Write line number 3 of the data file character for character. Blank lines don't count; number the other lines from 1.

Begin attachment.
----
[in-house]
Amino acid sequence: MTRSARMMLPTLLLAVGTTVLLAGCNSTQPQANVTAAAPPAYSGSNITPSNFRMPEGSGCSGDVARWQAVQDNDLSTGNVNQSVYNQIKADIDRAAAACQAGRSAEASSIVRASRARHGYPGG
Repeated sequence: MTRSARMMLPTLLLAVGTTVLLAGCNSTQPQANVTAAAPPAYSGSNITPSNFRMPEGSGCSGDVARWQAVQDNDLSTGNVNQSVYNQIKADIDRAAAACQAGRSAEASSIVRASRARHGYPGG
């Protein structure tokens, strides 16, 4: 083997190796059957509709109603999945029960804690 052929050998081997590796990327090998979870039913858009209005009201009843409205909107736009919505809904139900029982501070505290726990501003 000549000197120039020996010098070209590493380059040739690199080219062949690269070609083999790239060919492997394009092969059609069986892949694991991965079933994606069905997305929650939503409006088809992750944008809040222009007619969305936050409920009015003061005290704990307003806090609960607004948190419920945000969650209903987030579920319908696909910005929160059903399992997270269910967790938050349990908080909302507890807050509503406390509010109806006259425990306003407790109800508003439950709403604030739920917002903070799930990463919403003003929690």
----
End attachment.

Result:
Repeated sequence: MTRSARMMLPTLLLAVGTTVLLAGCNSTQPQANVTAAAPPAYSGSNITPSNFRMPEGSGCSGDVARWQAVQDNDLSTGNVNQSVYNQIKADIDRAAAACQAGRSAEASSIVRASRARHGYPGG